World Cancer Day 2017

Is Africa once again the forgotten continent of global public health response? We fear it is. How else can one explain how international organizations, donors, much of civil society and African governments themselves, are by and large either unaware or ignoring the rise of Cancer in Africa? How is it possible that still today, over half of Africa’s countries do not have radiotherapy equipment? Why is it that another half of the continent considers opioids to be worthy of a legal ban, believing that medical morphine is a path to national addiction when data shows that it clearly is not?

For two years, iPRI has researched and documented Africa’s cancer problem in-depth. Its resulting output is a report, entitled The State of Oncology in Africa 2015 and a full length documentary film Cancer is… Attacking Africa. Both come to the same clear conclusions: Cancer in Africa is a clear and present danger. The good news, as is often the case, is that something can be done, but unity and expediency are required.

In its 2017 World Cancer Day video, Professor Peter Boyle, the Report’s Editor in Chief and the Co-Producer of the film, as well as Dr. Otis Brawley, Chief Medical Officer of the American Cancer Society and Senior Editor of the Report, both emphacise this urgency. We hope that the call to action of two such eminent scientists and policy experts will help to create some momentum.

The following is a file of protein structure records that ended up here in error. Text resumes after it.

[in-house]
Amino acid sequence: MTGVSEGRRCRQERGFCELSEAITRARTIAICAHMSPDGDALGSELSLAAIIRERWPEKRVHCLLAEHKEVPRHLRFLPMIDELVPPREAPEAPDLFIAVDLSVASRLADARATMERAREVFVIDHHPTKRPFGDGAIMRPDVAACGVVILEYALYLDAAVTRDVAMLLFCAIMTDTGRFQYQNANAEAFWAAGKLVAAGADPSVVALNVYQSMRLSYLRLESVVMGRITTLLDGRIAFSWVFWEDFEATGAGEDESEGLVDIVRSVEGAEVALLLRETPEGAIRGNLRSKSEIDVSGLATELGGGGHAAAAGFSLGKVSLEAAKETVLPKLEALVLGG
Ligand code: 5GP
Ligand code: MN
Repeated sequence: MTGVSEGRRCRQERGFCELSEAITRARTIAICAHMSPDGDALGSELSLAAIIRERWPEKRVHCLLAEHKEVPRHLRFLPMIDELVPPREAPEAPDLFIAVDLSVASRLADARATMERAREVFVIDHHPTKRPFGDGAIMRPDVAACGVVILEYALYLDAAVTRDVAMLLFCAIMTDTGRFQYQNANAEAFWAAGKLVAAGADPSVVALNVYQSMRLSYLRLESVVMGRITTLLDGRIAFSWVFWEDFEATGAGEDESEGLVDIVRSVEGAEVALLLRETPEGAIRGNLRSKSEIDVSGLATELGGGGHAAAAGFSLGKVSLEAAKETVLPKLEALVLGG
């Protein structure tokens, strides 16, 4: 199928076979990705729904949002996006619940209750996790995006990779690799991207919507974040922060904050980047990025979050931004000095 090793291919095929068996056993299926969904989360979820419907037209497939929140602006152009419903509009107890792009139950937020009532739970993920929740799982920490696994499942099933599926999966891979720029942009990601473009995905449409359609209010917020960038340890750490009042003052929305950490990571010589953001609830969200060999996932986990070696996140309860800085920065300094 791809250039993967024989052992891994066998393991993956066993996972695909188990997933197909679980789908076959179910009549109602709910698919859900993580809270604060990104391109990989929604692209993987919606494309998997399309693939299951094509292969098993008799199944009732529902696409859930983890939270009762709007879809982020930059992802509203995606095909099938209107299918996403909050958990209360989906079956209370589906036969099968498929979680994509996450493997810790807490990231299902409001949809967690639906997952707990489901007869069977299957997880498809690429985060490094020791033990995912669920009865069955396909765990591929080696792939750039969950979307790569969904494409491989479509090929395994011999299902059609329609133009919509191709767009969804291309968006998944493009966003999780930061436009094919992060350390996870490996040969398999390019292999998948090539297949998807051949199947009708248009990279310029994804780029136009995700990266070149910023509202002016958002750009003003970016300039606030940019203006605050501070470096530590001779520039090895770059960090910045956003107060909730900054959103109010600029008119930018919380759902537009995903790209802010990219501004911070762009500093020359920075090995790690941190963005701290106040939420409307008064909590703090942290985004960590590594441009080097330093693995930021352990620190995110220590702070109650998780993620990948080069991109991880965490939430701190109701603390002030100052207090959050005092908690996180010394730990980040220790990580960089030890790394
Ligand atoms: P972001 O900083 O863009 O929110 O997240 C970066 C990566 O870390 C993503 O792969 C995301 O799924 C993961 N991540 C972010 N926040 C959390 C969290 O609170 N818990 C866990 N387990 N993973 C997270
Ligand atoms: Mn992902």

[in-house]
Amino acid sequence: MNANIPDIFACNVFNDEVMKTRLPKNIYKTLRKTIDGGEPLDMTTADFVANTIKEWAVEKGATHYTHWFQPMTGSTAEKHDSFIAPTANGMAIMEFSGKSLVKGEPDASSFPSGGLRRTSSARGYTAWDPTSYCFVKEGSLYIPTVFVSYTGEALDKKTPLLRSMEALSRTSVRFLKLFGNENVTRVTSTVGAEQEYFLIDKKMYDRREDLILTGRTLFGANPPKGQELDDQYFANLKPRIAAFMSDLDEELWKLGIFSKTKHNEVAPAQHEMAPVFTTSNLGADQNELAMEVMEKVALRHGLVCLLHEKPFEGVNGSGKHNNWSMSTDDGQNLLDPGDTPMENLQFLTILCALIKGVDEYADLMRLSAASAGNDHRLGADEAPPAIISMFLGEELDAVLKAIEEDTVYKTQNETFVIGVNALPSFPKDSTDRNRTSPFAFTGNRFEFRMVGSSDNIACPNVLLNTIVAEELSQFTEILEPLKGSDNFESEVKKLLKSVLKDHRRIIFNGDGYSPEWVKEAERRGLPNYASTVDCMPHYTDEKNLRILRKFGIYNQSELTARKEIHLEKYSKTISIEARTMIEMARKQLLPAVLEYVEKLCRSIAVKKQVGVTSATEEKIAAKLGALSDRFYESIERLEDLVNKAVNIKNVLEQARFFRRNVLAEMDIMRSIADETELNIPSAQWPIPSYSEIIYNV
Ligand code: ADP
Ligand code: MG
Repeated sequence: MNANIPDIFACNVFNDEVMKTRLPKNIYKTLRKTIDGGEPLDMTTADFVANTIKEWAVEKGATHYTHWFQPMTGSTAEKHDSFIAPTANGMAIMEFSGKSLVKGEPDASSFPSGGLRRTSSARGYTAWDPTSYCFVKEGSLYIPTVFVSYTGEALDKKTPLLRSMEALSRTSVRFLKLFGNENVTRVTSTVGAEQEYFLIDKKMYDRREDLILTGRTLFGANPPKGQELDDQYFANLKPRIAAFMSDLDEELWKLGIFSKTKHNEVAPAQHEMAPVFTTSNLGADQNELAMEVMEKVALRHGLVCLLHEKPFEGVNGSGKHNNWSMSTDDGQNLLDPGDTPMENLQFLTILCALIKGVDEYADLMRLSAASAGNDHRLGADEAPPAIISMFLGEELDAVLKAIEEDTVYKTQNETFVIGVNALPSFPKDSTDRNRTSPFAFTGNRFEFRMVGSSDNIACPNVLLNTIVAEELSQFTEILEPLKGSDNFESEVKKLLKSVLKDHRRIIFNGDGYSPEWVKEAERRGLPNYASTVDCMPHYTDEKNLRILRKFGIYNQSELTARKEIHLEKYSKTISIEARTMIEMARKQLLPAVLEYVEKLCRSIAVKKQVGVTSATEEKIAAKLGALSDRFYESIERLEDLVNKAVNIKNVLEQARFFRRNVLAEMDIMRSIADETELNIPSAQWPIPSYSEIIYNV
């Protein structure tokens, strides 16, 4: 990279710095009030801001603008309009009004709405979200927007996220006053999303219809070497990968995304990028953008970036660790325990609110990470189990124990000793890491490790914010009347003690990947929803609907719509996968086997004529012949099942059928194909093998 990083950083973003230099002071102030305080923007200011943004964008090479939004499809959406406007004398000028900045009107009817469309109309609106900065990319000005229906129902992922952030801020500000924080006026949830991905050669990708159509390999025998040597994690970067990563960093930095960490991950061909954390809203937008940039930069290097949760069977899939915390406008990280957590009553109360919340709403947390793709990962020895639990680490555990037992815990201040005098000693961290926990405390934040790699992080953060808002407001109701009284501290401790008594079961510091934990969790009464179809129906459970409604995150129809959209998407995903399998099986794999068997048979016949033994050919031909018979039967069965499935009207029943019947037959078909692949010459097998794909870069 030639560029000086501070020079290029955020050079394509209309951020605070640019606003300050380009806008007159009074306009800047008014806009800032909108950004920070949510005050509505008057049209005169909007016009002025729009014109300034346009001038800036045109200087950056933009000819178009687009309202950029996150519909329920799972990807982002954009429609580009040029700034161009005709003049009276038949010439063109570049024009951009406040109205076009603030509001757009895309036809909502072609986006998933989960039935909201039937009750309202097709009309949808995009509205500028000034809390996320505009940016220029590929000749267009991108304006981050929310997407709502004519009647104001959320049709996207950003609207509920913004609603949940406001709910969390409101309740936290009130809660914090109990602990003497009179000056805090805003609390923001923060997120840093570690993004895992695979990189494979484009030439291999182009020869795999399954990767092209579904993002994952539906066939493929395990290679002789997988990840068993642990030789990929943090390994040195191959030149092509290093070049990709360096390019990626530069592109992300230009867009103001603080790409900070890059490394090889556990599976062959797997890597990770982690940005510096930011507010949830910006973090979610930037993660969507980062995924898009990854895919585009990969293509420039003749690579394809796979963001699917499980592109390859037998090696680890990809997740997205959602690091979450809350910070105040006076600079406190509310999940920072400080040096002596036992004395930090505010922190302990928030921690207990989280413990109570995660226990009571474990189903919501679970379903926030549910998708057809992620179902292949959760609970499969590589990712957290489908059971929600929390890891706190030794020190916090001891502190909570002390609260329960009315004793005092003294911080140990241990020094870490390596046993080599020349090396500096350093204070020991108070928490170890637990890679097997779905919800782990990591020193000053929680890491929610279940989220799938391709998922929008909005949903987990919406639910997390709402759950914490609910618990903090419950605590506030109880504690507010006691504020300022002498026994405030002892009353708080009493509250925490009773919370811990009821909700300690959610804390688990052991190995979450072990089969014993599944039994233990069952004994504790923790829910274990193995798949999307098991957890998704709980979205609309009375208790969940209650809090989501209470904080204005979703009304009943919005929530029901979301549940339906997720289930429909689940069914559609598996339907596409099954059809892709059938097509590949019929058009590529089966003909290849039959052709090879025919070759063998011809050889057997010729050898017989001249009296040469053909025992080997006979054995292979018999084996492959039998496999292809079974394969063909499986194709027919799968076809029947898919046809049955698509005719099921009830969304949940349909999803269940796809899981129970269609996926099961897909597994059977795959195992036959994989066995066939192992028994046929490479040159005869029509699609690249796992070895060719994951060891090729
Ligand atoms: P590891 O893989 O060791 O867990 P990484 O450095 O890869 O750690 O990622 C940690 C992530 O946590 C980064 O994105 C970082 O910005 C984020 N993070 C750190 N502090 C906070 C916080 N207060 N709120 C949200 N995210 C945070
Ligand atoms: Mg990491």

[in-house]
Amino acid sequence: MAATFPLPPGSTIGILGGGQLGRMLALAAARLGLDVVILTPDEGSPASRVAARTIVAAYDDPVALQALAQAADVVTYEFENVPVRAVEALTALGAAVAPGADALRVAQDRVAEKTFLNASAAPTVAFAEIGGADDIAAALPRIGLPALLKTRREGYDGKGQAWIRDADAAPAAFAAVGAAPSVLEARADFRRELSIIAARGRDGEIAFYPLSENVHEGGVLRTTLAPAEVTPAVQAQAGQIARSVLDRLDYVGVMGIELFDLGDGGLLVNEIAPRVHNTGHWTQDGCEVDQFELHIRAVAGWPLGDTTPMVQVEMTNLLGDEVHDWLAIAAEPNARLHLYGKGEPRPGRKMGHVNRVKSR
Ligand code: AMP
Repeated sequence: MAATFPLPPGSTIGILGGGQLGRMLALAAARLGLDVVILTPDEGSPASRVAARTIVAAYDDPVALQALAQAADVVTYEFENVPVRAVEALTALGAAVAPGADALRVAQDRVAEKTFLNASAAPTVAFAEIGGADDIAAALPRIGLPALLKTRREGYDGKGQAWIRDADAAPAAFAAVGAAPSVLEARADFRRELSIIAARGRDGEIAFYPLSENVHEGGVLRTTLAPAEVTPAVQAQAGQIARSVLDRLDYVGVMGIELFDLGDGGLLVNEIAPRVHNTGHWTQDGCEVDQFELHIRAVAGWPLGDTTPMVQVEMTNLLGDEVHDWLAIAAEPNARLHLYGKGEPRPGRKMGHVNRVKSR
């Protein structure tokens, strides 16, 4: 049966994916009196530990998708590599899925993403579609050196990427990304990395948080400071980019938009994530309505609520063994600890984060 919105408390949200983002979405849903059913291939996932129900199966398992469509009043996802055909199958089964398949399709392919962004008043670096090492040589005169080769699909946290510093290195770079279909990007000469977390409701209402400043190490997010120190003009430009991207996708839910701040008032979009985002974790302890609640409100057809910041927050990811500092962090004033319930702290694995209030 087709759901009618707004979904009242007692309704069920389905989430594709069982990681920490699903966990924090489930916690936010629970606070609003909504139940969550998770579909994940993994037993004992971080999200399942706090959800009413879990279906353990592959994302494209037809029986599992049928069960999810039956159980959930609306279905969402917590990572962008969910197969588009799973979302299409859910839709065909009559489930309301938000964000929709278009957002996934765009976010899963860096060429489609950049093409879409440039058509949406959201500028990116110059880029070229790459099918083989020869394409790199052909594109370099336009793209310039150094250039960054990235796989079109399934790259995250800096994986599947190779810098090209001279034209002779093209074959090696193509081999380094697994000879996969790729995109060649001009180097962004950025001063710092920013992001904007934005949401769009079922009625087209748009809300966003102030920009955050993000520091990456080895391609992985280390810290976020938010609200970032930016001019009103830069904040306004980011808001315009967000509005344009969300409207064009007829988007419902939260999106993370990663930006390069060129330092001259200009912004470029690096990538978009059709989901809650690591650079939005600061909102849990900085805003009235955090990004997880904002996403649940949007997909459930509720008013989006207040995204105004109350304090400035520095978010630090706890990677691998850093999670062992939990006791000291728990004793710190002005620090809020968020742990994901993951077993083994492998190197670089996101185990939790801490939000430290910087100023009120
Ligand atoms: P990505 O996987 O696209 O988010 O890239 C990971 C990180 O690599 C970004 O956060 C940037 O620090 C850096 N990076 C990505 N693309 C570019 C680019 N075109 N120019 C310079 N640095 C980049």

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Founded in 2009 with the broad goal of contributing to the improvement of health in populations worldwide, the International Prevention Research Institute (iPRI) aims to increase prospects for prevention through training, education, prevention research and research into causes worldwide with a focus on low and lower-middle income countries.

iPRI strives to answer three critical questions:

  • Is it healthy?
  • Is it safe?
  • Is it beneficial?

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